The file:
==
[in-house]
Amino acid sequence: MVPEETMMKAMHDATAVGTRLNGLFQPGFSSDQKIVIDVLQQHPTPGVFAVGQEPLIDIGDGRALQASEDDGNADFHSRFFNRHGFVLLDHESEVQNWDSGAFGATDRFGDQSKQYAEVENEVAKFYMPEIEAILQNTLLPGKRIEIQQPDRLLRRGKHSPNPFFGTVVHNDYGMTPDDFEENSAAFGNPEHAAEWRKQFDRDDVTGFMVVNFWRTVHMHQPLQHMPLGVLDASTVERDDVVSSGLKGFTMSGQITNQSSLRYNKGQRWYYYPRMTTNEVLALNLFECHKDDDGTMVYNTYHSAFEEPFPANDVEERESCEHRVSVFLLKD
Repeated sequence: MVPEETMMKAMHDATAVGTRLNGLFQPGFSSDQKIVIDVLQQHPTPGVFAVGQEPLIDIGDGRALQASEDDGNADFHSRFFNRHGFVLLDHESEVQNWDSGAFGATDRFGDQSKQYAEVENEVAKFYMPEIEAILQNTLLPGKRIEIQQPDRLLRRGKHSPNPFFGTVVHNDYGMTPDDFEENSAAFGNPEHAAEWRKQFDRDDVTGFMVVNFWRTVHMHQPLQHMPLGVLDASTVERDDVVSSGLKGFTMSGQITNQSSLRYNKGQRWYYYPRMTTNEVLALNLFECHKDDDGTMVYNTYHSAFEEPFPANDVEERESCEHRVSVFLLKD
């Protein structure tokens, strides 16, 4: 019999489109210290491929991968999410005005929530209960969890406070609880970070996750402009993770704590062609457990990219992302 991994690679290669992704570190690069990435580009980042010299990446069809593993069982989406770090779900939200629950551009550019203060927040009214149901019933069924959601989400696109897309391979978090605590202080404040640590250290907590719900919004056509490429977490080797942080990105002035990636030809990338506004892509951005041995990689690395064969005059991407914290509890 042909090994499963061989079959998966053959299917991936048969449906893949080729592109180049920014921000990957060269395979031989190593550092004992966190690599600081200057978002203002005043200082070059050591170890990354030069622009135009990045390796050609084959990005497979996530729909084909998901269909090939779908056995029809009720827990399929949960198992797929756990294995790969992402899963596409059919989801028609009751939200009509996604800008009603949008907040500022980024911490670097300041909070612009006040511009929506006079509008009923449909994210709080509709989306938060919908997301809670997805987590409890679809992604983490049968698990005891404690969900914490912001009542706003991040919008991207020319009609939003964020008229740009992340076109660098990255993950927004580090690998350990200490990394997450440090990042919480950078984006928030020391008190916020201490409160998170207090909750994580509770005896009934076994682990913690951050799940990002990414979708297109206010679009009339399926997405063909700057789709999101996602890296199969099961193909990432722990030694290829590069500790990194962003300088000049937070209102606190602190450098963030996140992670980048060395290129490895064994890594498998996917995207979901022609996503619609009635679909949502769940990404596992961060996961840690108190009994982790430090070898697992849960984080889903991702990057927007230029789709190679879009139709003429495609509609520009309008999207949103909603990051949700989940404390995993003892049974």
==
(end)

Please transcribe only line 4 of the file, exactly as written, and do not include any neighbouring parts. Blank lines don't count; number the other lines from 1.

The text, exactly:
């Protein structure tokens, strides 16, 4: 019999489109210290491929991968999410005005929530209960969890406070609880970070996750402009993770704590062609457990990219992302 991994690679290669992704570190690069990435580009980042010299990446069809593993069982989406770090779900939200629950551009550019203060927040009214149901019933069924959601989400696109897309391979978090605590202080404040640590250290907590719900919004056509490429977490080797942080990105002035990636030809990338506004892509951005041995990689690395064969005059991407914290509890 042909090994499963061989079959998966053959299917991936048969449906893949080729592109180049920014921000990957060269395979031989190593550092004992966190690599600081200057978002203002005043200082070059050591170890990354030069622009135009990045390796050609084959990005497979996530729909084909998901269909090939779908056995029809009720827990399929949960198992797929756990294995790969992402899963596409059919989801028609009751939200009509996604800008009603949008907040500022980024911490670097300041909070612009006040511009929506006079509008009923449909994210709080509709989306938060919908997301809670997805987590409890679809992604983490049968698990005891404690969900914490912001009542706003991040919008991207020319009609939003964020008229740009992340076109660098990255993950927004580090690998350990200490990394997450440090990042919480950078984006928030020391008190916020201490409160998170207090909750994580509770005896009934076994682990913690951050799940990002990414979708297109206010679009009339399926997405063909700057789709999101996602890296199969099961193909990432722990030694290829590069500790990194962003300088000049937070209102606190602190450098963030996140992670980048060395290129490895064994890594498998996917995207979901022609996503619609009635679909949502769940990404596992961060996961840690108190009994982790430090070898697992849960984080889903991702990057927007230029789709190679879009139709003429495609509609520009309008999207949103909603990051949700989940404390995993003892049974």